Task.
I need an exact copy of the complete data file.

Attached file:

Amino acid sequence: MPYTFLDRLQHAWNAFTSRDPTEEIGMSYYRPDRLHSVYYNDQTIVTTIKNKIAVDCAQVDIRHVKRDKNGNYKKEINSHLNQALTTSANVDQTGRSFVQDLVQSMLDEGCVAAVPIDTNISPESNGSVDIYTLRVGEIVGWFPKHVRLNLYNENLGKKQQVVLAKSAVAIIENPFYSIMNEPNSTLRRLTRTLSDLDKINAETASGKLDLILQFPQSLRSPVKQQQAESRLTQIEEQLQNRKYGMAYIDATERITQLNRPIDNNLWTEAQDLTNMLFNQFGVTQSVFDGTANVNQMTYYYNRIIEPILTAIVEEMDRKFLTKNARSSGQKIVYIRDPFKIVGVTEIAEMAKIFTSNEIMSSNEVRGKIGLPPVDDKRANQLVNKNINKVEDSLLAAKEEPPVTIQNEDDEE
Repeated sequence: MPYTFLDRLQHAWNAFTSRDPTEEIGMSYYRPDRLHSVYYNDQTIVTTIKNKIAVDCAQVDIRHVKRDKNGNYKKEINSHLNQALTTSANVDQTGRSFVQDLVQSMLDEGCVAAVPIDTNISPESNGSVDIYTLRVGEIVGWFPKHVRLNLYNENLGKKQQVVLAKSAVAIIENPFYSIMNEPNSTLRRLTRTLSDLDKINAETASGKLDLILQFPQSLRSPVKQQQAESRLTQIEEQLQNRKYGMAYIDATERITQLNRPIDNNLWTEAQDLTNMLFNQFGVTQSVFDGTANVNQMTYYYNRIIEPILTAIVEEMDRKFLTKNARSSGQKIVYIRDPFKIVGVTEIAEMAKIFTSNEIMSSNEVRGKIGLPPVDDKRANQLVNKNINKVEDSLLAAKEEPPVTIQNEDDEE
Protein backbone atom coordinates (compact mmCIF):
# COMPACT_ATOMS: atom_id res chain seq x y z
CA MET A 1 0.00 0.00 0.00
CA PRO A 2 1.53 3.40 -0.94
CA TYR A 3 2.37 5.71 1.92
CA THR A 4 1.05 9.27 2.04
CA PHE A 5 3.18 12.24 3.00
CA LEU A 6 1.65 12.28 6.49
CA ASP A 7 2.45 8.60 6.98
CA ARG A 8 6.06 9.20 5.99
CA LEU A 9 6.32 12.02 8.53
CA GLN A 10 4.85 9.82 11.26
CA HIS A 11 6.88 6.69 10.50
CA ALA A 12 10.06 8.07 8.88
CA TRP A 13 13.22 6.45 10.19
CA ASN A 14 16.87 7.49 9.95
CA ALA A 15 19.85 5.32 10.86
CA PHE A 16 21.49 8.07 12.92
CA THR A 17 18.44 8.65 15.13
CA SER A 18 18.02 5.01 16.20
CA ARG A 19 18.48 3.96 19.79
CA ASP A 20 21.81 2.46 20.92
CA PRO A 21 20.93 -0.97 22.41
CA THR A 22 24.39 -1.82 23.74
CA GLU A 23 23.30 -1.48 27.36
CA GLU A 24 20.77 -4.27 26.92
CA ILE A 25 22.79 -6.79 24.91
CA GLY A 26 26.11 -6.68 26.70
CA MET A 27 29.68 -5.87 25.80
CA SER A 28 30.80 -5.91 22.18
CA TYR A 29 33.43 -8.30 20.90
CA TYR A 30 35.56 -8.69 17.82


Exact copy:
Amino acid sequence: MPYTFLDRLQHAWNAFTSRDPTEEIGMSYYRPDRLHSVYYNDQTIVTTIKNKIAVDCAQVDIRHVKRDKNGNYKKEINSHLNQALTTSANVDQTGRSFVQDLVQSMLDEGCVAAVPIDTNISPESNGSVDIYTLRVGEIVGWFPKHVRLNLYNENLGKKQQVVLAKSAVAIIENPFYSIMNEPNSTLRRLTRTLSDLDKINAETASGKLDLILQFPQSLRSPVKQQQAESRLTQIEEQLQNRKYGMAYIDATERITQLNRPIDNNLWTEAQDLTNMLFNQFGVTQSVFDGTANVNQMTYYYNRIIEPILTAIVEEMDRKFLTKNARSSGQKIVYIRDPFKIVGVTEIAEMAKIFTSNEIMSSNEVRGKIGLPPVDDKRANQLVNKNINKVEDSLLAAKEEPPVTIQNEDDEE
Repeated sequence: MPYTFLDRLQHAWNAFTSRDPTEEIGMSYYRPDRLHSVYYNDQTIVTTIKNKIAVDCAQVDIRHVKRDKNGNYKKEINSHLNQALTTSANVDQTGRSFVQDLVQSMLDEGCVAAVPIDTNISPESNGSVDIYTLRVGEIVGWFPKHVRLNLYNENLGKKQQVVLAKSAVAIIENPFYSIMNEPNSTLRRLTRTLSDLDKINAETASGKLDLILQFPQSLRSPVKQQQAESRLTQIEEQLQNRKYGMAYIDATERITQLNRPIDNNLWTEAQDLTNMLFNQFGVTQSVFDGTANVNQMTYYYNRIIEPILTAIVEEMDRKFLTKNARSSGQKIVYIRDPFKIVGVTEIAEMAKIFTSNEIMSSNEVRGKIGLPPVDDKRANQLVNKNINKVEDSLLAAKEEPPVTIQNEDDEE
Protein backbone atom coordinates (compact mmCIF):
# COMPACT_ATOMS: atom_id res chain seq x y z
CA MET A 1 0.00 0.00 0.00
CA PRO A 2 1.53 3.40 -0.94
CA TYR A 3 2.37 5.71 1.92
CA THR A 4 1.05 9.27 2.04
CA PHE A 5 3.18 12.24 3.00
CA LEU A 6 1.65 12.28 6.49
CA ASP A 7 2.45 8.60 6.98
CA ARG A 8 6.06 9.20 5.99
CA LEU A 9 6.32 12.02 8.53
CA GLN A 10 4.85 9.82 11.26
CA HIS A 11 6.88 6.69 10.50
CA ALA A 12 10.06 8.07 8.88
CA TRP A 13 13.22 6.45 10.19
CA ASN A 14 16.87 7.49 9.95
CA ALA A 15 19.85 5.32 10.86
CA PHE A 16 21.49 8.07 12.92
CA THR A 17 18.44 8.65 15.13
CA SER A 18 18.02 5.01 16.20
CA ARG A 19 18.48 3.96 19.79
CA ASP A 20 21.81 2.46 20.92
CA PRO A 21 20.93 -0.97 22.41
CA THR A 22 24.39 -1.82 23.74
CA GLU A 23 23.30 -1.48 27.36
CA GLU A 24 20.77 -4.27 26.92
CA ILE A 25 22.79 -6.79 24.91
CA GLY A 26 26.11 -6.68 26.70
CA MET A 27 29.68 -5.87 25.80
CA SER A 28 30.80 -5.91 22.18
CA TYR A 29 33.43 -8.30 20.90
CA TYR A 30 35.56 -8.69 17.82